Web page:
What is the AWP Conference and Why Are All the Hip Writers Tweeting About It?


Tonight through Saturday, 15,000 people are descending on the Twin Cities to talk about writing. Maybe you’ve already seen glamorous or pedestrian writers Tweeting or otherwise sharing information about their delayed flights to Minneapolis, their panel preparation, or their forthcoming readings, hash-tagging it with #AWP15.

For those attending, and for those who don’t understand and thought maybe a literary version of the illuminati was convening in the open at last, what follows is a brief explainer and evaluation of the AWP (which stands for Association of Writers and Writing Programs) experience.

AWP, like most conferences, is made up of panels all day followed by readings and social events at night. The purpose of AWP — mostly sponsored by a variety of graduate-level writing programs — is manifold. For many people who attended MFA programs, it’s essentially an excuse for an annual reunion, a chance to catch up with the friends made before life sent you in different directions.

This aspect is intense; when I attended AWP two years ago, I stayed with friends from my MFA, met up with a posse of feminist journalists, ran into college workshop classmates, bumped into my dad’s high school classmate, and reconnected with the people who ran my poetry workshop in Galway, Ireland, in 2003. They had flown to the States for the conference. Essentially, it can feel like “this is your life” for writers. This somewhat surreal experience is augmented because each afternoon through the night is dotted with “unofficial” and official readings, parties, shindigs, and private gatherings in hotel rooms and houses. Even the scene at the bar that pops up during the afternoon on site is notable and has drawn scrutiny for the hookup scene that’s fostered there. Oh yes: rumors of bad behavior follow AWP just as they dog MFA programs themselves and of course, artist’s residencies.

But the conference isn’t just a social scene. It’s also a professional development opportunity for teachers and writers alike. Many of the panels involve how to instruct writing and engage today’s students. The conference’s competitively selected panels can provide a chance to vent about literary inequalities. I’ve attended fascinating panels on race in the workshop, gender in the publishing world, and other identity issues. Many of the question and answer sessions at these panels feels like an introductory organizing meeting. Meanwhile, craft workshops about topics such as longform journalism and writing grief and trauma narratives can actually leave attendees inspired and ready to work on their own projects. This alone makes the steep tab worth it for many.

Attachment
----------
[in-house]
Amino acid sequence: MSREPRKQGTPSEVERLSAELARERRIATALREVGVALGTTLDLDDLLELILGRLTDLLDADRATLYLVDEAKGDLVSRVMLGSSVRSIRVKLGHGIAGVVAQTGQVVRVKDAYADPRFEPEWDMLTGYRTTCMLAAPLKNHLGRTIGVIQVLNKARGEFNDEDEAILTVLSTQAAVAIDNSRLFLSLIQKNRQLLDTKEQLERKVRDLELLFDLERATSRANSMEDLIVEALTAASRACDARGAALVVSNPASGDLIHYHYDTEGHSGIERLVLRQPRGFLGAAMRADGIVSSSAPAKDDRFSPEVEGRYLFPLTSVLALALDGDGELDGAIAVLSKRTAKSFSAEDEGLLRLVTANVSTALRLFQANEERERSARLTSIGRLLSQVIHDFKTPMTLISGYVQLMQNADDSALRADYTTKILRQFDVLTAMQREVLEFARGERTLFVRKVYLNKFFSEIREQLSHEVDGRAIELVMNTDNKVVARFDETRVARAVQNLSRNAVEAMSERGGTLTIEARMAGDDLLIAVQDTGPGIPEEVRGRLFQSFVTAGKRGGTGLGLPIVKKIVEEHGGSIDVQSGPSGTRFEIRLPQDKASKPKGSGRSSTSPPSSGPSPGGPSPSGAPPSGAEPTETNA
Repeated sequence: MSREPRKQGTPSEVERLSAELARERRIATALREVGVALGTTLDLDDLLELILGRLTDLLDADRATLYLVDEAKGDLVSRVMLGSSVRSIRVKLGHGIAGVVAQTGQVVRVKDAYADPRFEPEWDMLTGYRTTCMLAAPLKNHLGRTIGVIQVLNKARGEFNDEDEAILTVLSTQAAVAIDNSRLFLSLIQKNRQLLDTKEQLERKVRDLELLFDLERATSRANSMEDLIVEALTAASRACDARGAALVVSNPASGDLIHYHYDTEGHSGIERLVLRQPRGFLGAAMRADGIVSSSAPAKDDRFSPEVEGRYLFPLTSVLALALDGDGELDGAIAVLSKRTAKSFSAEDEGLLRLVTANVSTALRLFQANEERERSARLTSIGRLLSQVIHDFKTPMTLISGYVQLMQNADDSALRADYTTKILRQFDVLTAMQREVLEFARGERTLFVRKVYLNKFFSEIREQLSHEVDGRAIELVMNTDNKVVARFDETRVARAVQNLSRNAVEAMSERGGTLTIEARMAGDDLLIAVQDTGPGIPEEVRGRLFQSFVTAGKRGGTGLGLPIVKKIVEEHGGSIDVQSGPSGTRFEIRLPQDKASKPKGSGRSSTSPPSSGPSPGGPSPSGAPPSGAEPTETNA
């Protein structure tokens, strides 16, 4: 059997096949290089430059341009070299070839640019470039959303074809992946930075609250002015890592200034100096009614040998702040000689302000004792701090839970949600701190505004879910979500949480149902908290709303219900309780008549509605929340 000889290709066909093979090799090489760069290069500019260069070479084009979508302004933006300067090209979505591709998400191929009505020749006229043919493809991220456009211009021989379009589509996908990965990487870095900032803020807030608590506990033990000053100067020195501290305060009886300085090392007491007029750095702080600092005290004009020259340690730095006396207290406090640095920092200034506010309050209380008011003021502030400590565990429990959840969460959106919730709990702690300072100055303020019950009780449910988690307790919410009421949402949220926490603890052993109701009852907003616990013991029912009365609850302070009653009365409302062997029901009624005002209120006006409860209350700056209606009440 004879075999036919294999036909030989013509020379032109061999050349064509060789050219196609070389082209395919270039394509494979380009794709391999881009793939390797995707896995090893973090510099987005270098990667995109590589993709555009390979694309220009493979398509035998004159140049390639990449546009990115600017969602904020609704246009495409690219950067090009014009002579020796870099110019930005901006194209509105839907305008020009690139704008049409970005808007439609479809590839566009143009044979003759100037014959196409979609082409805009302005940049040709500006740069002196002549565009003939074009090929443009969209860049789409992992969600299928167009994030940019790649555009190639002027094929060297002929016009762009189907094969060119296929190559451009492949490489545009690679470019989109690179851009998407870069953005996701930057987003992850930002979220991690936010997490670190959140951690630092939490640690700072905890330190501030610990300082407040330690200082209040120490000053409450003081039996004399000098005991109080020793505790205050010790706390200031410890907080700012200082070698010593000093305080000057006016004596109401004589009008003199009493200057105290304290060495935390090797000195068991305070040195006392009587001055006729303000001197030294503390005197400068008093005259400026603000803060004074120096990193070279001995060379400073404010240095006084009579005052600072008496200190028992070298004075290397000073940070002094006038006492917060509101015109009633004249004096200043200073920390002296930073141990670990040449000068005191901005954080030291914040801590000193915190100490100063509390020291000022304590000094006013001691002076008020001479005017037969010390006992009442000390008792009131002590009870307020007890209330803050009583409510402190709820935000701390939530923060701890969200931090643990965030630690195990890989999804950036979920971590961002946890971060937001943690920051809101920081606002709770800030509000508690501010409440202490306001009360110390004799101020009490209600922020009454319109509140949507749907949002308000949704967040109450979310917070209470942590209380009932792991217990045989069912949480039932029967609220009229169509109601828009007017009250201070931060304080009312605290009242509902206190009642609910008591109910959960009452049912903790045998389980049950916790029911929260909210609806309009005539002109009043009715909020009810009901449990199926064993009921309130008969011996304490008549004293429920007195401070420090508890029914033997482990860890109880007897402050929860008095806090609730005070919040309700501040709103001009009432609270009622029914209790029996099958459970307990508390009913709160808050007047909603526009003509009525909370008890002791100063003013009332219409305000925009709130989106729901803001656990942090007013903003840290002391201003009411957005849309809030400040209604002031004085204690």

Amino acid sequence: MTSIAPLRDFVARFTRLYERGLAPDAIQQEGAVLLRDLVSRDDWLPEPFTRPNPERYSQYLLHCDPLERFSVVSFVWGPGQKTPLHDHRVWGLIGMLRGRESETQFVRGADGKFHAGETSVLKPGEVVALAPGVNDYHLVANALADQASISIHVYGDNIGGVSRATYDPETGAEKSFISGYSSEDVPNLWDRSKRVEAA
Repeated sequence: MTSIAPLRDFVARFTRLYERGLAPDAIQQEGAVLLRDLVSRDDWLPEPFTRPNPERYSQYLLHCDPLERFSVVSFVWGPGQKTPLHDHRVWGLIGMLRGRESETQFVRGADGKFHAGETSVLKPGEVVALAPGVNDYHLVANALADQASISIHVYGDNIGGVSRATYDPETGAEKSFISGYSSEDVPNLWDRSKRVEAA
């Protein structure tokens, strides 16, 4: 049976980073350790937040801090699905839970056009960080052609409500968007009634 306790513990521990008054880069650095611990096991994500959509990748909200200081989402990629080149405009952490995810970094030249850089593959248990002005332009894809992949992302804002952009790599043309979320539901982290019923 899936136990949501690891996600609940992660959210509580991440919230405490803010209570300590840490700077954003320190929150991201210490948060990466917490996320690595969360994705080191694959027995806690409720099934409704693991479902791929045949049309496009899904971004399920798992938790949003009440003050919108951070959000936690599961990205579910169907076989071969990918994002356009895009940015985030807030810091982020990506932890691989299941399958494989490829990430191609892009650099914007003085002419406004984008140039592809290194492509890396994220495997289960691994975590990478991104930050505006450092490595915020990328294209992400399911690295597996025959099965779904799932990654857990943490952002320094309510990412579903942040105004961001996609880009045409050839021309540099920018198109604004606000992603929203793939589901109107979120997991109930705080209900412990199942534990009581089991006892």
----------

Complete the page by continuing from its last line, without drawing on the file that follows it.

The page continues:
But we haven’t even mentioned the bookfair. Thousands and thousands of MFA programs, literary journals, workshops and literary organizations rent out space in a massive fair that makes your elementary school’s Scholastic bookfairs of yore look like a dollhouse. People take the opportunity to walk through the bookfair for hours, striking up conversations with literary magazine editors so that later, when they submit work, both sides can put a face to a name. Or maybe they received a kind rejection or an acceptance and want to thank the editor in person. The point is that at the book fair as at the parties and in the crush of people after the panels, the schmoozing never stops.

So: the conference is prohibitively expensive for some, the lines in the bathroom are agonizingly long, there’s often no space in the popular lectures and readings, and the social climbing and kissing-up — if you are the type to notice it— can be excruciating. But for many people who attend, AWP is also a real chance to feel like a writer, among peers, to reconnect with old friends, mentors, and students, talk about manuscripts and stalled stories, and discover what interesting new projects are afoot in the literary world.

Like Coachella, South by Southwest, and other festivals and conferences that have blown up and become major “scenes” and modern-day pilgrimages, all the flutter and noise obscures a kernel of integrity and shared artistic value. As Sasha Weiss wrote last year, “AWP feels like a giant reunion of English majors thrilled to be back at school. ”

But there’s something gently parody-worthy about the whole phenomenon, too: